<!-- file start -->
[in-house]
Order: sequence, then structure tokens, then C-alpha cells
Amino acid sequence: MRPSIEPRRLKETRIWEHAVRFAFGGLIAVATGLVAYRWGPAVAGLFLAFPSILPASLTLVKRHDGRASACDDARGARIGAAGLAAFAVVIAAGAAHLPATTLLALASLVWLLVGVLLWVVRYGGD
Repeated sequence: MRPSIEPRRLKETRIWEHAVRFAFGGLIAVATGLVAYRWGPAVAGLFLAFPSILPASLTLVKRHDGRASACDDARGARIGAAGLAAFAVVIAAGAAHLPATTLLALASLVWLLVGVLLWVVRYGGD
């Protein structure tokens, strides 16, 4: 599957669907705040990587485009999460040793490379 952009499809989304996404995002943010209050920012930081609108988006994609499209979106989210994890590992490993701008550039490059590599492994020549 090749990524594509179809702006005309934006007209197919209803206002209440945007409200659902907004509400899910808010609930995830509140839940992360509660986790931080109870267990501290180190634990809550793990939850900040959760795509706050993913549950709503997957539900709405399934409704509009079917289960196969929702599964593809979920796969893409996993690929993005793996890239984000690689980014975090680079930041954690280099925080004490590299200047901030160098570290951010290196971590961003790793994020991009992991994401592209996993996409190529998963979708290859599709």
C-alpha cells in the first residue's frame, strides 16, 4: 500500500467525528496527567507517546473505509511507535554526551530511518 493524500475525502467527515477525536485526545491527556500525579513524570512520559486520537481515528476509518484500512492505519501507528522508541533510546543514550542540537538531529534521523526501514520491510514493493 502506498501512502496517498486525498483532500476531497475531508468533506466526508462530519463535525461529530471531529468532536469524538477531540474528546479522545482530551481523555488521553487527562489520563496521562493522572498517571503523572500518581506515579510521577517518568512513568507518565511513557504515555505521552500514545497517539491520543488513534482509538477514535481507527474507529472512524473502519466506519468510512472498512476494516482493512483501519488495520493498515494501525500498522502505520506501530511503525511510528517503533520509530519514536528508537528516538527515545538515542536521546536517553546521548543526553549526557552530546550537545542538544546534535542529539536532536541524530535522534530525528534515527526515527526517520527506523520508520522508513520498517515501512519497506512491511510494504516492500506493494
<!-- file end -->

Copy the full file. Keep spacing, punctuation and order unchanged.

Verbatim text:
[in-house]
Order: sequence, then structure tokens, then C-alpha cells
Amino acid sequence: MRPSIEPRRLKETRIWEHAVRFAFGGLIAVATGLVAYRWGPAVAGLFLAFPSILPASLTLVKRHDGRASACDDARGARIGAAGLAAFAVVIAAGAAHLPATTLLALASLVWLLVGVLLWVVRYGGD
Repeated sequence: MRPSIEPRRLKETRIWEHAVRFAFGGLIAVATGLVAYRWGPAVAGLFLAFPSILPASLTLVKRHDGRASACDDARGARIGAAGLAAFAVVIAAGAAHLPATTLLALASLVWLLVGVLLWVVRYGGD
């Protein structure tokens, strides 16, 4: 599957669907705040990587485009999460040793490379 952009499809989304996404995002943010209050920012930081609108988006994609499209979106989210994890590992490993701008550039490059590599492994020549 090749990524594509179809702006005309934006007209197919209803206002209440945007409200659902907004509400899910808010609930995830509140839940992360509660986790931080109870267990501290180190634990809550793990939850900040959760795509706050993913549950709503997957539900709405399934409704509009079917289960196969929702599964593809979920796969893409996993690929993005793996890239984000690689980014975090680079930041954690280099925080004490590299200047901030160098570290951010290196971590961003790793994020991009992991994401592209996993996409190529998963979708290859599709």
C-alpha cells in the first residue's frame, strides 16, 4: 500500500467525528496527567507517546473505509511507535554526551530511518 493524500475525502467527515477525536485526545491527556500525579513524570512520559486520537481515528476509518484500512492505519501507528522508541533510546543514550542540537538531529534521523526501514520491510514493493 502506498501512502496517498486525498483532500476531497475531508468533506466526508462530519463535525461529530471531529468532536469524538477531540474528546479522545482530551481523555488521553487527562489520563496521562493522572498517571503523572500518581506515579510521577517518568512513568507518565511513557504515555505521552500514545497517539491520543488513534482509538477514535481507527474507529472512524473502519466506519468510512472498512476494516482493512483501519488495520493498515494501525500498522502505520506501530511503525511510528517503533520509530519514536528508537528516538527515545538515542536521546536517553546521548543526553549526557552530546550537545542538544546534535542529539536532536541524530535522534530525528534515527526515527526517520527506523520508520522508513520498517515501512519497506512491511510494504516492500506493494